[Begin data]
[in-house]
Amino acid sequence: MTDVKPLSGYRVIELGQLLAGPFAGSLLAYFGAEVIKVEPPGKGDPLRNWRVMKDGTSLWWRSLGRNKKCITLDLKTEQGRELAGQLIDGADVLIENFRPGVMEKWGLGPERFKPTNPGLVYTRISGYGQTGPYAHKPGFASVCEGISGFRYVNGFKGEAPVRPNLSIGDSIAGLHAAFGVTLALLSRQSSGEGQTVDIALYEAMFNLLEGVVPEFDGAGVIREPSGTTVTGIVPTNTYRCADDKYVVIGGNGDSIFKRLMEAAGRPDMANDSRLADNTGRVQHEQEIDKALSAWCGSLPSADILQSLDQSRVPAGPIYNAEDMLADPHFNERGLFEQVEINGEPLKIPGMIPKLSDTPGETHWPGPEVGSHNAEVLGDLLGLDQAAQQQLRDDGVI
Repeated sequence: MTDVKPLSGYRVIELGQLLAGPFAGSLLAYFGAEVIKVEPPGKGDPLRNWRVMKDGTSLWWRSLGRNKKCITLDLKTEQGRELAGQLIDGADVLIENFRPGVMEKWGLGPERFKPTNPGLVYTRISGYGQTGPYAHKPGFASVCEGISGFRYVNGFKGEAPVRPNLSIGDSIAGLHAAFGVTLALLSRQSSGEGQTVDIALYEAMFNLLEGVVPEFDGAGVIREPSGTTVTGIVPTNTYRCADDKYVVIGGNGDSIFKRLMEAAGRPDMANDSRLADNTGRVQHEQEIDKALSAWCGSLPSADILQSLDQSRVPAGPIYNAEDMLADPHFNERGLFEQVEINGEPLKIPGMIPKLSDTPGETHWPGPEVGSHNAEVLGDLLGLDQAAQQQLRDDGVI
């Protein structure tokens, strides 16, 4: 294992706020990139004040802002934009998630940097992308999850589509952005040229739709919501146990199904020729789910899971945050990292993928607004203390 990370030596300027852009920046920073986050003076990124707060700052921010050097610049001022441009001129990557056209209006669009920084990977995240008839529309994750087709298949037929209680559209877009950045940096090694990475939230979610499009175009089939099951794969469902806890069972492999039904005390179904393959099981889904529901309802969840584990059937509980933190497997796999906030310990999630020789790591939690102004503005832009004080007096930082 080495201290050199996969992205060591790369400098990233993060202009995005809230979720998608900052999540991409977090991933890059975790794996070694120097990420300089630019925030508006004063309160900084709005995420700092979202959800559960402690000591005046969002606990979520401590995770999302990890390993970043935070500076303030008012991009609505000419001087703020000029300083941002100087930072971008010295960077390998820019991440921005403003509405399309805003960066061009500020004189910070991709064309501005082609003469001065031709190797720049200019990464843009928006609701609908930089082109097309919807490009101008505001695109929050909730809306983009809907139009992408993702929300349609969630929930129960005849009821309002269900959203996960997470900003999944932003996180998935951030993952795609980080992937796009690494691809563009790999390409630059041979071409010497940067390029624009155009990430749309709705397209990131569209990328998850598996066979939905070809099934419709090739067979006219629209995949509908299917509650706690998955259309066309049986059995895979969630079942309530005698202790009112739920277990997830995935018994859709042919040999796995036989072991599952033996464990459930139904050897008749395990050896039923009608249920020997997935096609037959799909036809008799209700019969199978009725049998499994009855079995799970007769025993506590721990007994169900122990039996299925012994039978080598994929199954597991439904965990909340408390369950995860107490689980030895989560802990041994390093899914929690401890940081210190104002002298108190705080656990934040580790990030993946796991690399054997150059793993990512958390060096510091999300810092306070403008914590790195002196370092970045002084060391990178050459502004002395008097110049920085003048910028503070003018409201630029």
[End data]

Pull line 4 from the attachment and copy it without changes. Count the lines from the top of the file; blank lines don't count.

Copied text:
């Protein structure tokens, strides 16, 4: 294992706020990139004040802002934009998630940097992308999850589509952005040229739709919501146990199904020729789910899971945050990292993928607004203390 990370030596300027852009920046920073986050003076990124707060700052921010050097610049001022441009001129990557056209209006669009920084990977995240008839529309994750087709298949037929209680559209877009950045940096090694990475939230979610499009175009089939099951794969469902806890069972492999039904005390179904393959099981889904529901309802969840584990059937509980933190497997796999906030310990999630020789790591939690102004503005832009004080007096930082 080495201290050199996969992205060591790369400098990233993060202009995005809230979720998608900052999540991409977090991933890059975790794996070694120097990420300089630019925030508006004063309160900084709005995420700092979202959800559960402690000591005046969002606990979520401590995770999302990890390993970043935070500076303030008012991009609505000419001087703020000029300083941002100087930072971008010295960077390998820019991440921005403003509405399309805003960066061009500020004189910070991709064309501005082609003469001065031709190797720049200019990464843009928006609701609908930089082109097309919807490009101008505001695109929050909730809306983009809907139009992408993702929300349609969630929930129960005849009821309002269900959203996960997470900003999944932003996180998935951030993952795609980080992937796009690494691809563009790999390409630059041979071409010497940067390029624009155009990430749309709705397209990131569209990328998850598996066979939905070809099934419709090739067979006219629209995949509908299917509650706690998955259309066309049986059995895979969630079942309530005698202790009112739920277990997830995935018994859709042919040999796995036989072991599952033996464990459930139904050897008749395990050896039923009608249920020997997935096609037959799909036809008799209700019969199978009725049998499994009855079995799970007769025993506590721990007994169900122990039996299925012994039978080598994929199954597991439904965990909340408390369950995860107490689980030895989560802990041994390093899914929690401890940081210190104002002298108190705080656990934040580790990030993946796991690399054997150059793993990512958390060096510091999300810092306070403008914590790195002196370092970045002084060391990178050459502004002395008097110049920085003048910028503070003018409201630029």